For me, what’s remarkable is how disengaged employees are. There was a Gallup Poll in 2013 that’s been updated since that says that about 70% of American workers are somewhat disengaged. That concerns me. It suggests that the way we manage people isn’t working, and that’s why I came up with this paradigm of “manage with a heart in ways that feed the spirit.” If we are deliberate and thoughtful about what we say and how we treat people as managers and leaders, the outcome is that people’s spirits are raised and people feel better about what they’re doing. The case for the businesses doing this is that they’ll make more money. If people feel better, they’re more productive. Turnover and absenteeism is lower. All these good things that a business wants to happen are more likely to happen.

What job would you have if you couldn’t be a professor, regardless of salary and job outcome? Why?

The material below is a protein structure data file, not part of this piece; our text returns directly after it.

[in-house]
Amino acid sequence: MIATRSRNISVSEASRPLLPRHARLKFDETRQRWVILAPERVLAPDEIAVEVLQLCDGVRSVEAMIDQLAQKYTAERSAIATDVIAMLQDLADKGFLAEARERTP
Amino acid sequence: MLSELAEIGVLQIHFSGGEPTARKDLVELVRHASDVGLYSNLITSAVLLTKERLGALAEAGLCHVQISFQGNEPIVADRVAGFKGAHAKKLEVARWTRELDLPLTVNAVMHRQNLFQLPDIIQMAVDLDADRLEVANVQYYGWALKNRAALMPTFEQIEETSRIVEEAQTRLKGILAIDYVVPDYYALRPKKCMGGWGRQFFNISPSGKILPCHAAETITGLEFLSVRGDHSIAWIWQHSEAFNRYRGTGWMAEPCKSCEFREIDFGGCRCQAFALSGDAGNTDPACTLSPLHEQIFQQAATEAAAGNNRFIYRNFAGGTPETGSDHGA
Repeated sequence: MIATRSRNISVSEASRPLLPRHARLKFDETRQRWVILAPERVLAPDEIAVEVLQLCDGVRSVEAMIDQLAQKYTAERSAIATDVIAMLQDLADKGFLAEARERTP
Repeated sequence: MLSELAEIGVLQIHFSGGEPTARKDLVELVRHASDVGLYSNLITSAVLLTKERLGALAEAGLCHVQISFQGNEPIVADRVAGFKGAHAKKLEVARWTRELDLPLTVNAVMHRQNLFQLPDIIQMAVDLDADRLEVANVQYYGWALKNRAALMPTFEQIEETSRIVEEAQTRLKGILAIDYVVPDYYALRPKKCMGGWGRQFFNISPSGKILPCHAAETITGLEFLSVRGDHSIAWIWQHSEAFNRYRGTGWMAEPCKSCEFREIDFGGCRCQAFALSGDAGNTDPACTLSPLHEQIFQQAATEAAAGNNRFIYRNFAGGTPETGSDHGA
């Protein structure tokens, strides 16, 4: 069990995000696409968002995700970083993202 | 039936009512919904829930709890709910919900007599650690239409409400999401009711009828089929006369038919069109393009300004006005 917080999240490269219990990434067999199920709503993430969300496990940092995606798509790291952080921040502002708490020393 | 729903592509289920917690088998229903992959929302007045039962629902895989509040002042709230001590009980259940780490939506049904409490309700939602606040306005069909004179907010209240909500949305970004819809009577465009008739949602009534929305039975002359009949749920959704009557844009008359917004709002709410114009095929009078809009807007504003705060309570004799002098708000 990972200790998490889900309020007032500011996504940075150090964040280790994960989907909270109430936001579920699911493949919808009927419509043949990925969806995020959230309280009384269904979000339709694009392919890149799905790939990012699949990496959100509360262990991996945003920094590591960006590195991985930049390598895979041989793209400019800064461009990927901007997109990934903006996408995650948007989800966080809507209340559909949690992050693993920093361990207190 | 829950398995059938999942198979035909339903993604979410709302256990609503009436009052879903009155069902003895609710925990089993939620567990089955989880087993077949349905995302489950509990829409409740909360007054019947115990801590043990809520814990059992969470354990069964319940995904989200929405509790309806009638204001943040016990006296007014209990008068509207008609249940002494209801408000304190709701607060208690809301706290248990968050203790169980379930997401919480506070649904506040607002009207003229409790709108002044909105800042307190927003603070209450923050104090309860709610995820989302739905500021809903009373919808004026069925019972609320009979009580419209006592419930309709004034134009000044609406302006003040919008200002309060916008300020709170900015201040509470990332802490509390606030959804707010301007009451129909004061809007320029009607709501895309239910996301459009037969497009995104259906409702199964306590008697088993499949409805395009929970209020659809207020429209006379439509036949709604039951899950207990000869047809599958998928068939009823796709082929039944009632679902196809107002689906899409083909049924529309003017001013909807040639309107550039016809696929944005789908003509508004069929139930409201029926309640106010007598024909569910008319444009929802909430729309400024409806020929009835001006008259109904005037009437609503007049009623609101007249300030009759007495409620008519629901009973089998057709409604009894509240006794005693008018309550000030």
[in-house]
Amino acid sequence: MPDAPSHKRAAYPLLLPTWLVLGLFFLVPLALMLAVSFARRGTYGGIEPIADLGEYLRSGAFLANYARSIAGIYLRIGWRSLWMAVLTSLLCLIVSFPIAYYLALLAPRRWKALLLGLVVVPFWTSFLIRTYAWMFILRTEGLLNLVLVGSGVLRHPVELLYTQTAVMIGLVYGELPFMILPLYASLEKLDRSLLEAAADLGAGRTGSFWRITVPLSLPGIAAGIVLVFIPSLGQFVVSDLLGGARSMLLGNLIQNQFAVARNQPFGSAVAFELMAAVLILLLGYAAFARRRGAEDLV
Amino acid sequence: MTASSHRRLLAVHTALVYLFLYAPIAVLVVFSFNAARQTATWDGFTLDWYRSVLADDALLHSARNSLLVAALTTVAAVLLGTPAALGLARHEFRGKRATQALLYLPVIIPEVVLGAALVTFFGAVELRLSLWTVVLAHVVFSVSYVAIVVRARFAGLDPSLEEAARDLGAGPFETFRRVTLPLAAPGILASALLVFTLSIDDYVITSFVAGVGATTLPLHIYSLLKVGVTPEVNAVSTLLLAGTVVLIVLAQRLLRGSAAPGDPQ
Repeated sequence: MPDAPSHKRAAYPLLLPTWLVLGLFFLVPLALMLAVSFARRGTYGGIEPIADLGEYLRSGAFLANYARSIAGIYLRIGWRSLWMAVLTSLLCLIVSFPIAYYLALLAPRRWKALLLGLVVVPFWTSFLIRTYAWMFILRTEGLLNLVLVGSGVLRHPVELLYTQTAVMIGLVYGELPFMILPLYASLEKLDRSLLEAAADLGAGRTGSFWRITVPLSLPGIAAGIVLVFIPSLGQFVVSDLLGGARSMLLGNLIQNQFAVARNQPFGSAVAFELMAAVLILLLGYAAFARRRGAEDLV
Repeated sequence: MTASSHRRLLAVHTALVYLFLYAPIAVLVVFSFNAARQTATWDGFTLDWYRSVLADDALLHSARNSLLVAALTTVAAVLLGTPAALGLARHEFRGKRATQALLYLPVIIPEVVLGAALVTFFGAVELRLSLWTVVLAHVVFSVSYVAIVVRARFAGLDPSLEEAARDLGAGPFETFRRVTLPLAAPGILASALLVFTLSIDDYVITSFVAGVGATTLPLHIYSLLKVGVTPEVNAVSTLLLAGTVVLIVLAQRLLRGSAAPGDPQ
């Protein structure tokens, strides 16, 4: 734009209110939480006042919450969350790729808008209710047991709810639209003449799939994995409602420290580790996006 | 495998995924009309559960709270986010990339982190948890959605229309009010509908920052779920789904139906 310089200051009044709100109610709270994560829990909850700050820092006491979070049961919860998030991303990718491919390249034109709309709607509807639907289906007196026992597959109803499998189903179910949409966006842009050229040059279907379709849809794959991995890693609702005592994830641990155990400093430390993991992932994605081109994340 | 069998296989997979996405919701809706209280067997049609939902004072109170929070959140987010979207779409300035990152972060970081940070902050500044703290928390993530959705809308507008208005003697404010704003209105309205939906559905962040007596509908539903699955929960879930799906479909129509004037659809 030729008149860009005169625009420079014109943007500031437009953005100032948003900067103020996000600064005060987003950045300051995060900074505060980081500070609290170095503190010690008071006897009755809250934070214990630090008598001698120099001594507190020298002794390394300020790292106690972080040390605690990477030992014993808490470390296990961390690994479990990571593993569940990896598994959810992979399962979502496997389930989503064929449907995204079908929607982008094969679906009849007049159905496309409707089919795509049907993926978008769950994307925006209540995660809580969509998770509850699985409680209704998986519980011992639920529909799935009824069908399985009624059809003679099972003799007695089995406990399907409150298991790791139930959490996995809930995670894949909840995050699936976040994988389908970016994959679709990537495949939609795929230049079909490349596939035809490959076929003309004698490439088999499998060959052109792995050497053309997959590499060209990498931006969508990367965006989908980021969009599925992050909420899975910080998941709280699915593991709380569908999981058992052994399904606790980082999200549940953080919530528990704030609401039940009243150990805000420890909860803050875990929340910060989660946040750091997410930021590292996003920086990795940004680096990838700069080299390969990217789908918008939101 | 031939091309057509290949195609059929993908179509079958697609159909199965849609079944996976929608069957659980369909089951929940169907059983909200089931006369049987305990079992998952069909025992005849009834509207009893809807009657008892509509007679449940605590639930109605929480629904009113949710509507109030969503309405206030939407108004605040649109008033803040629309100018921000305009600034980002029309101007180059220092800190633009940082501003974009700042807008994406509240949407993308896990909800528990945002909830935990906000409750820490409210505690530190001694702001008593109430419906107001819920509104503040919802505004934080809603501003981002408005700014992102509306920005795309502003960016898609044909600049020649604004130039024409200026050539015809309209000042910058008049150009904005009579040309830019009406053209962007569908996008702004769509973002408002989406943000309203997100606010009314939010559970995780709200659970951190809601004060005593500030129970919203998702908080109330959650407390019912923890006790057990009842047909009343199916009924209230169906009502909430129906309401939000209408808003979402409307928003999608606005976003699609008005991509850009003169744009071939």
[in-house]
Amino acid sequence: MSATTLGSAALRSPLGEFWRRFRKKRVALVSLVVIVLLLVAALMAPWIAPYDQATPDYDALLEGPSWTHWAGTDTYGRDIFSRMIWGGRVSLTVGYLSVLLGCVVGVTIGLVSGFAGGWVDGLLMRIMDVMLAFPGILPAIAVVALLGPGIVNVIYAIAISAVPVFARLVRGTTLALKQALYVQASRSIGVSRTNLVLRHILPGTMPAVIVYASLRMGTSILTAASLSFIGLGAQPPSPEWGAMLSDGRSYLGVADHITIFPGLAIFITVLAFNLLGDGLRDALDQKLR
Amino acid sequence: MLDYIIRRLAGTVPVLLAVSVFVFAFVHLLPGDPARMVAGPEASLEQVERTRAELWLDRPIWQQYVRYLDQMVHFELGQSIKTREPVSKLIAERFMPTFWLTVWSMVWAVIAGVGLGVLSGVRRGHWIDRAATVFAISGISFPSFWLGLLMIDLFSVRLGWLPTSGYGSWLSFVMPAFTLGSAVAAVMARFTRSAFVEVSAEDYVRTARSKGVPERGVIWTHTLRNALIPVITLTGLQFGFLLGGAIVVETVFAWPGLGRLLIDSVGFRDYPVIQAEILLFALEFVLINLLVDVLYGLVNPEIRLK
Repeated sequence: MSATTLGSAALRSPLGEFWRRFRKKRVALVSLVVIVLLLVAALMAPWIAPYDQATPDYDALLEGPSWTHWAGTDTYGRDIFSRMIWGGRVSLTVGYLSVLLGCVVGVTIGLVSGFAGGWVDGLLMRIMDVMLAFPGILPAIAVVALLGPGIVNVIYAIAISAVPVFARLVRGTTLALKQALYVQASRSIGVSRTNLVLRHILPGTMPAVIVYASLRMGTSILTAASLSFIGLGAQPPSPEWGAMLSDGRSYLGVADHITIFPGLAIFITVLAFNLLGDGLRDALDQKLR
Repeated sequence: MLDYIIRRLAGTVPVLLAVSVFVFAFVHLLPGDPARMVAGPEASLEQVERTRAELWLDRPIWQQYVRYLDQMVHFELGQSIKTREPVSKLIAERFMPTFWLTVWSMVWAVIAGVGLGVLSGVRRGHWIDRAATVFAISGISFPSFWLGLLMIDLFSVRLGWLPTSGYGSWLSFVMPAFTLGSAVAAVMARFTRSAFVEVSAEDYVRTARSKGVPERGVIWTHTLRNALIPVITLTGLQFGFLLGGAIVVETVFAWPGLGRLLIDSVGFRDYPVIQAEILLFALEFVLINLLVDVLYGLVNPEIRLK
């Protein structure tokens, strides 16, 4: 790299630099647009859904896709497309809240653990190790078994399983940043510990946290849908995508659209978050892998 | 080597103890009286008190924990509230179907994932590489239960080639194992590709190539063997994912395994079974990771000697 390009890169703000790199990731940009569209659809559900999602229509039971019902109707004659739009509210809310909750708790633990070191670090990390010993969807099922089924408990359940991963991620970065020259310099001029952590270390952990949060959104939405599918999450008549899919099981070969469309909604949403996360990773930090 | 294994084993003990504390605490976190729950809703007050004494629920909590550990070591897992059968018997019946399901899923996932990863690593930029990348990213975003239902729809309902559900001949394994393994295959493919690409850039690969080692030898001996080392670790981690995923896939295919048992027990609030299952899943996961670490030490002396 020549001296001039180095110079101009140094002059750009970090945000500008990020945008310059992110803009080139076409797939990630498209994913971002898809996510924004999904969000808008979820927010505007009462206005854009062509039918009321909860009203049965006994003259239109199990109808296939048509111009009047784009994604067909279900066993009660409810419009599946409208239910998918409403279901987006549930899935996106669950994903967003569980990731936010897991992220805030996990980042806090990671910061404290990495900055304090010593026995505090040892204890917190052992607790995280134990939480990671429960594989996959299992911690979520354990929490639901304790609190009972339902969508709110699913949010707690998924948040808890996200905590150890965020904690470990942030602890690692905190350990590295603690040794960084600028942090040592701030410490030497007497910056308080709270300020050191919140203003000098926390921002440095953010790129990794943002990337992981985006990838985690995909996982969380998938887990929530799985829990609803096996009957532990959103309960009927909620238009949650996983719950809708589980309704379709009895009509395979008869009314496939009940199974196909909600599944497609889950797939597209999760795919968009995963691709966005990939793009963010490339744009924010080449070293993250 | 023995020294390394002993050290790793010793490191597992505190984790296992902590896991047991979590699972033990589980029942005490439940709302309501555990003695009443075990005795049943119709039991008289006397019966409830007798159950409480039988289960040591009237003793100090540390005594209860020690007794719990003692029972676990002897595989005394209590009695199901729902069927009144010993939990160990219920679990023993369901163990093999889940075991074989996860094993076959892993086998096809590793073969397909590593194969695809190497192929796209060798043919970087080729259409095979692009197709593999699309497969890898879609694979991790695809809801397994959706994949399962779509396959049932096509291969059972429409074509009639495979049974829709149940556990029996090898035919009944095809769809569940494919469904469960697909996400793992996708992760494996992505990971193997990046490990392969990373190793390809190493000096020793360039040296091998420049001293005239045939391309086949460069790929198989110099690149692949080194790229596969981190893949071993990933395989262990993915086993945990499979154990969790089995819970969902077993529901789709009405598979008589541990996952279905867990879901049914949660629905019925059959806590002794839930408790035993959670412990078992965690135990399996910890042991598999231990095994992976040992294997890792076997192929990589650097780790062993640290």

That’s easy. A Broadway playwright, Hollywood filmmaker, or TV producer. I want to tell stories that are important in larger forums. I love teaching and will probably always teach, but if I could do anything, that would be it.

What do you know now that you wished you knew when you were in college?

[I wish I knew] the big picture. Everything eventually makes sense and comes together. If I could have seen then where my path would take me, that would have been so much easier, but I don’t think there would be any way that could happen. You [have to] see what you want to happen and you take steps toward that. I didn’t know I was going to be a teacher. I certainly didn’t know I was going to be involved in writing theater. And if you’re a control freak like I am, you get worried because you really don’t know. If I look back, though, that made me more secure in trusting myself. I didn’t know where I was going, but I knew I was drawn toward different things. You have to go with your gut when that happens. By doing that, I became more trusting of myself and more secure in my decision making.